That's a big old nooopppeee! After you do it once, you can't guarantee that the person (who is either too negligent, financially incapable, or uneducated to recognize and/or fix the problem on their own) won't start assuming you're going to continue the service, and from now on will just wait until it gets so bad that you get upset enough to do it again.

I used to take care of my neighbor's horse because, at that point, she was practically mine. One time my neighbor went out of town for a couple days so I offered to clean her mini donkeys' stall as well. Just for a couple days, while they were gone. After they returned, and I was over there cleaning the horse's stall, I noticed over the course of a few days that the poop and wasted hay was piling up in the donkeys' stall. So I asked her what was up with that, and she said "Oh, I thought you were doing that now." And she was a fairly nice, educated, fair person otherwise. So I wouldn't put it above your neighbors to pull something similar.
Aprilswissmiss is offline  
post #6 of 10 Old 03-30-2020, 09:16 PM
Started
 
Join Date: May 2014
Posts: 1,571
• Horses: 0
I have had success with:

What are you using to treat the cracks? What causes them? Just in case it ever happens to my horse. And are you seeing an improvement? Oh, no? Well, my farrier will be here on Monday, should I give him your number - hes a nice guy, hes likely to fit your horse in even though hes busy. Cool, hell give you a call

I just pretended I wanted to learn from them and that put them in a positive frame of mind and they were receptive. From then on, I would have my farrier phone them every time they came out to see my horse and they were pretty much shamed/organized into behaving.

You should adjust the approach based on their personality.

Dont pay for them.
Horsef is offline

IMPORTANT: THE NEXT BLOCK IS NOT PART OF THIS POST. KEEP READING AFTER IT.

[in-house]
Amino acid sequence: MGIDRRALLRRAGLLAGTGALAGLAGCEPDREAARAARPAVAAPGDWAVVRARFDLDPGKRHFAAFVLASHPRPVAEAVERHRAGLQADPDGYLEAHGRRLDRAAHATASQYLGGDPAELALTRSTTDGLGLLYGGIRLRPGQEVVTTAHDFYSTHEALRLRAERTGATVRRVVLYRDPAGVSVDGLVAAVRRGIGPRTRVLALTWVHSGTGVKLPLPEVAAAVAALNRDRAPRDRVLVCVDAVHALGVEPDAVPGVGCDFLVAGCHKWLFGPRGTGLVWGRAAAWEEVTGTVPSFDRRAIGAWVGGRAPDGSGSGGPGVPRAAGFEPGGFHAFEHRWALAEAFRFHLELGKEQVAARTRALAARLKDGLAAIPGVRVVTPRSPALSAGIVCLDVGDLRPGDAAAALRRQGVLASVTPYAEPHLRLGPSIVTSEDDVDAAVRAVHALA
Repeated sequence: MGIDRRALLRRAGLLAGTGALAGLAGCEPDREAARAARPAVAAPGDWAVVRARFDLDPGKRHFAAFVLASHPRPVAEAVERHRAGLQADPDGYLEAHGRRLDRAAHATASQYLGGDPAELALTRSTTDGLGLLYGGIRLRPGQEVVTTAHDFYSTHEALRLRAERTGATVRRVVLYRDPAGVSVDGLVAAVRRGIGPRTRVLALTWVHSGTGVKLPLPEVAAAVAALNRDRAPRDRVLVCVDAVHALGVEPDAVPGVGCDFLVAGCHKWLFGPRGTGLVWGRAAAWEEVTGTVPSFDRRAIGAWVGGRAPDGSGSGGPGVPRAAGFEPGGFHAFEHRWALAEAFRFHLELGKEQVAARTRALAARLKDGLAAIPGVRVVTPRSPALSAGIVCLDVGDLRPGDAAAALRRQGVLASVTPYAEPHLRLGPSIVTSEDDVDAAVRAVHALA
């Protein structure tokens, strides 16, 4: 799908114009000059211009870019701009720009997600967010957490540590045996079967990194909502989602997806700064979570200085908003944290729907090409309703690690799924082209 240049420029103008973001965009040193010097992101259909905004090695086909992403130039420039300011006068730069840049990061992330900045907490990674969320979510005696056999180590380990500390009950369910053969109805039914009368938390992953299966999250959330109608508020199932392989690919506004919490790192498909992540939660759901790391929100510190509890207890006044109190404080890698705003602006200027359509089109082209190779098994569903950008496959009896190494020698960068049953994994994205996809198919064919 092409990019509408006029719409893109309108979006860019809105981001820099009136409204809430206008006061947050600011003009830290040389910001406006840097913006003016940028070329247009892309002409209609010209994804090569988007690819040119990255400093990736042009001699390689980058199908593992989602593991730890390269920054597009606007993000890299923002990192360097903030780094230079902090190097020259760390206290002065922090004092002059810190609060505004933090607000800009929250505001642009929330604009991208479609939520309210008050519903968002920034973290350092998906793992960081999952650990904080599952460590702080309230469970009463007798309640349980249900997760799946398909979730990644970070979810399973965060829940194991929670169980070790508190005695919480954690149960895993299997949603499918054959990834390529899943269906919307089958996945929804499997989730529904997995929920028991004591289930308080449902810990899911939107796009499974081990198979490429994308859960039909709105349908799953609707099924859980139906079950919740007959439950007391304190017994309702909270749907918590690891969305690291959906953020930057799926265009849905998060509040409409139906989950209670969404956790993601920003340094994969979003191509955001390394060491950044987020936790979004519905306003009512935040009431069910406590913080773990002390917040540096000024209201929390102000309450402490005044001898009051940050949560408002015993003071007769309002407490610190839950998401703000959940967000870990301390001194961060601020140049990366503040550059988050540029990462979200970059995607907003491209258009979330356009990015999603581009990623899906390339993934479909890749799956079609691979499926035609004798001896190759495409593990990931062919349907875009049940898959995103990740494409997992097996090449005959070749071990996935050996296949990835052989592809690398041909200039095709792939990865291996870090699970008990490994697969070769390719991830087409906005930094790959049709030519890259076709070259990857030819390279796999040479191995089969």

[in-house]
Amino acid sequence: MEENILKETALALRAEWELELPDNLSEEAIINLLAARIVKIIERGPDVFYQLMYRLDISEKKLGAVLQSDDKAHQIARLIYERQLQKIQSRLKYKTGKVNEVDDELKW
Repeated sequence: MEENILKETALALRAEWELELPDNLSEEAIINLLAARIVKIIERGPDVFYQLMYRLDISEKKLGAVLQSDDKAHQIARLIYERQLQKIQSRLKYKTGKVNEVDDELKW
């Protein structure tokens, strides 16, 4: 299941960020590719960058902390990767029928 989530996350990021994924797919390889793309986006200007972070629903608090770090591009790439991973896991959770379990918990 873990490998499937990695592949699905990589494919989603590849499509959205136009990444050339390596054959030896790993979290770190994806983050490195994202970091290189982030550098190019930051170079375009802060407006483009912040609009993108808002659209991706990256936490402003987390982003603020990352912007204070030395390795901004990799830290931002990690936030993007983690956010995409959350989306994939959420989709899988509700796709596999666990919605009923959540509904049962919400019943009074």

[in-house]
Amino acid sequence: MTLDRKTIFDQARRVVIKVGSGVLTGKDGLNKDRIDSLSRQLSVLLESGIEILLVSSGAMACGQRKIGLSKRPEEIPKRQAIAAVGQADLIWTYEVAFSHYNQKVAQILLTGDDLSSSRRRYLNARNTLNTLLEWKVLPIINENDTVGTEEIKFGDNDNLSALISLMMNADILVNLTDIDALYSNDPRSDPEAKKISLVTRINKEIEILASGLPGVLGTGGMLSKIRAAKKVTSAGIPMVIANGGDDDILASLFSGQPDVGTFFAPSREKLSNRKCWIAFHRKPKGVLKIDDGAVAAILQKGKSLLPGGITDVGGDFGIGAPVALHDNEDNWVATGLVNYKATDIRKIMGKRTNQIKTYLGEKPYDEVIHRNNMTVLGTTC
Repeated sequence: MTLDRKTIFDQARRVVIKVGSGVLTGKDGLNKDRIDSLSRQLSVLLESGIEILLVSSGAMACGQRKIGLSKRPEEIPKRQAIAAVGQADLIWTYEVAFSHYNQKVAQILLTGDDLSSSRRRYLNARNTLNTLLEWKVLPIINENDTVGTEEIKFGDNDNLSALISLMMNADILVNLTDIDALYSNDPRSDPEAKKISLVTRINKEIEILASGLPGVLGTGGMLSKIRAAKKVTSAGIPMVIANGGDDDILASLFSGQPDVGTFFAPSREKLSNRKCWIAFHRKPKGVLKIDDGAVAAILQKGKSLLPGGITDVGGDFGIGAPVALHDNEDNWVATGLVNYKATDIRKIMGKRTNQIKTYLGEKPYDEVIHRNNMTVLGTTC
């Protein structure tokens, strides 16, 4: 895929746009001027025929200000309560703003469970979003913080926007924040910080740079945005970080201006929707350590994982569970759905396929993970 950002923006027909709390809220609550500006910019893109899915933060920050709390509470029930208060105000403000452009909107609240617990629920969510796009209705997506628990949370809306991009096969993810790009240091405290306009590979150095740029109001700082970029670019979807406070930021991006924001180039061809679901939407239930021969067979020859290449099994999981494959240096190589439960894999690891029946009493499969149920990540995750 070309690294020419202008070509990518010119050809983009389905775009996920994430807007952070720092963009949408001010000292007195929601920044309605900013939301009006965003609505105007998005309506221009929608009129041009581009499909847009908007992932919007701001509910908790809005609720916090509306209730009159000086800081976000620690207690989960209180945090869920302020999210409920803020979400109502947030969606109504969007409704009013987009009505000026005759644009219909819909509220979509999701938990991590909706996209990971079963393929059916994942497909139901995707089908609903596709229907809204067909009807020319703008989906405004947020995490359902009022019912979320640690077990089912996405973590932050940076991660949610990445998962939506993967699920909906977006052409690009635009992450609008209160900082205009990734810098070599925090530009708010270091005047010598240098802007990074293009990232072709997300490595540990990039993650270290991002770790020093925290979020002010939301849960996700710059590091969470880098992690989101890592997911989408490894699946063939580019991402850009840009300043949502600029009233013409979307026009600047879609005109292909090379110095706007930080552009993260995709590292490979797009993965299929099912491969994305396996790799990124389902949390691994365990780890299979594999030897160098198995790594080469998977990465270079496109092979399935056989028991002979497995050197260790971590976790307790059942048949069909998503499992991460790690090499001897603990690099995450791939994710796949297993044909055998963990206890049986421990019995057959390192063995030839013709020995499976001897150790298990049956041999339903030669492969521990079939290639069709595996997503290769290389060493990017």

post #7 of 10 Old 03-30-2020, 09:22 PM Thread Starter
Weanling
 
Join Date: Jun 2019
Posts: 386
• Horses: 0
Quote:
Originally Posted by ACinATX View Post
I asked a similar question about the lesson pony at our barn. I learned to ride on her but hadn't ridden her in a while (I had only been riding my own guys), but my Pony got injured and I rode her a few times. I was appalled at the state of her feet. I didn't feel like I could keep riding her like that in good conscience. So I created a sneaky and devious plan to get the barn owner to let me take care of her trimming. I say sneaky and devious, because the barn owner is one of those overly sensitive people who takes everything personally and also knows everything there is to know about horses (so don't try telling HER that HER horses' hooves aren't looking so good), so if I had just straight up asked her if I could have them trimmed, I would have offended her and gotten a firm "no."



My point being, know the person you're talking to and think about whether this is a good idea or how you could bring it up without offending them. Even a little white lie if you have to, e.g. "My farrier is looking for a horse to practice on and I see that you have a horse, could he do your horse's hooves one time?"



I asked the same question here, and everyone said "Just don't do it, it's not your problem." But this lesson pony taught me how to ride, and I couldn't stand seeing her like that. We all hate to see other horses not being taken care of, but it's a tricky situation, with landmines everywhere. Are you willing to lose the friendship of this neighbor?
Thanks. Great thoughts and no...don't want to upset these people. Our farrier is older man and wife who taught lots of other horse owners farriers. In this case three horses need attention.
As you said...very "sticky" indeed!


Sent from my SM-S320VL using Tapatalk
Fuddyduddy1952 is offline  
post #8 of 10 Old 03-31-2020, 12:08 AM
Yearling
 
Join Date: May 2017
Location: Florida
Posts: 870
• Horses: 2